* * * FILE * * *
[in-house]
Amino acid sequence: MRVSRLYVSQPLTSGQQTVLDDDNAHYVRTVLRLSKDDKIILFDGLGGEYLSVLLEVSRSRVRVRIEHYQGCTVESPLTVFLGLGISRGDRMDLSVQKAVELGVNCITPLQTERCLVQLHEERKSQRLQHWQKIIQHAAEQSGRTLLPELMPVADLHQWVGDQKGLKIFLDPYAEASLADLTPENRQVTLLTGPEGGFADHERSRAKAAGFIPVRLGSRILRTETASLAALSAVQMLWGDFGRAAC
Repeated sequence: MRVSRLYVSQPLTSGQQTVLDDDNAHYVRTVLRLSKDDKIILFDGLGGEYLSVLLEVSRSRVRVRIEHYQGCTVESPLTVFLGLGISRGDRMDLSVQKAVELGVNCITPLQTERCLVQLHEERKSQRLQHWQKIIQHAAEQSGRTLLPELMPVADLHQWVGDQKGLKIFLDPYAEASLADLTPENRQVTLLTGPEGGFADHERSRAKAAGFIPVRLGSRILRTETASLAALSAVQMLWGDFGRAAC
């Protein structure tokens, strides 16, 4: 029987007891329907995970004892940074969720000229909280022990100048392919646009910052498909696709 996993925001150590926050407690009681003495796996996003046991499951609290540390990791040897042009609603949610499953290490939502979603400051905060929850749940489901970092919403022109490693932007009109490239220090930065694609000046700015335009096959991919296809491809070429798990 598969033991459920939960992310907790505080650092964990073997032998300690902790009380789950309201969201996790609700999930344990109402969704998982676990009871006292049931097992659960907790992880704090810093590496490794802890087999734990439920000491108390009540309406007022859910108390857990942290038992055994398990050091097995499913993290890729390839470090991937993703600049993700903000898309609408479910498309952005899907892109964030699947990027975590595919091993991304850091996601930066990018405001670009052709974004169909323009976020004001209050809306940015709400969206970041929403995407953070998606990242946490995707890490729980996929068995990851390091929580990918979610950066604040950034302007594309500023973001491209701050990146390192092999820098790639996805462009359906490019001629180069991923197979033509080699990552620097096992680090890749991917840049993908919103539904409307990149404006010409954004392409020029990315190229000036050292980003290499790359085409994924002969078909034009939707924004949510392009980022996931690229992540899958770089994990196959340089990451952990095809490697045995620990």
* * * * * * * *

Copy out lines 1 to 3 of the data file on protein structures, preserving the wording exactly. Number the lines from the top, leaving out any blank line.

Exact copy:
[in-house]
Amino acid sequence: MRVSRLYVSQPLTSGQQTVLDDDNAHYVRTVLRLSKDDKIILFDGLGGEYLSVLLEVSRSRVRVRIEHYQGCTVESPLTVFLGLGISRGDRMDLSVQKAVELGVNCITPLQTERCLVQLHEERKSQRLQHWQKIIQHAAEQSGRTLLPELMPVADLHQWVGDQKGLKIFLDPYAEASLADLTPENRQVTLLTGPEGGFADHERSRAKAAGFIPVRLGSRILRTETASLAALSAVQMLWGDFGRAAC
Repeated sequence: MRVSRLYVSQPLTSGQQTVLDDDNAHYVRTVLRLSKDDKIILFDGLGGEYLSVLLEVSRSRVRVRIEHYQGCTVESPLTVFLGLGISRGDRMDLSVQKAVELGVNCITPLQTERCLVQLHEERKSQRLQHWQKIIQHAAEQSGRTLLPELMPVADLHQWVGDQKGLKIFLDPYAEASLADLTPENRQVTLLTGPEGGFADHERSRAKAAGFIPVRLGSRILRTETASLAALSAVQMLWGDFGRAAC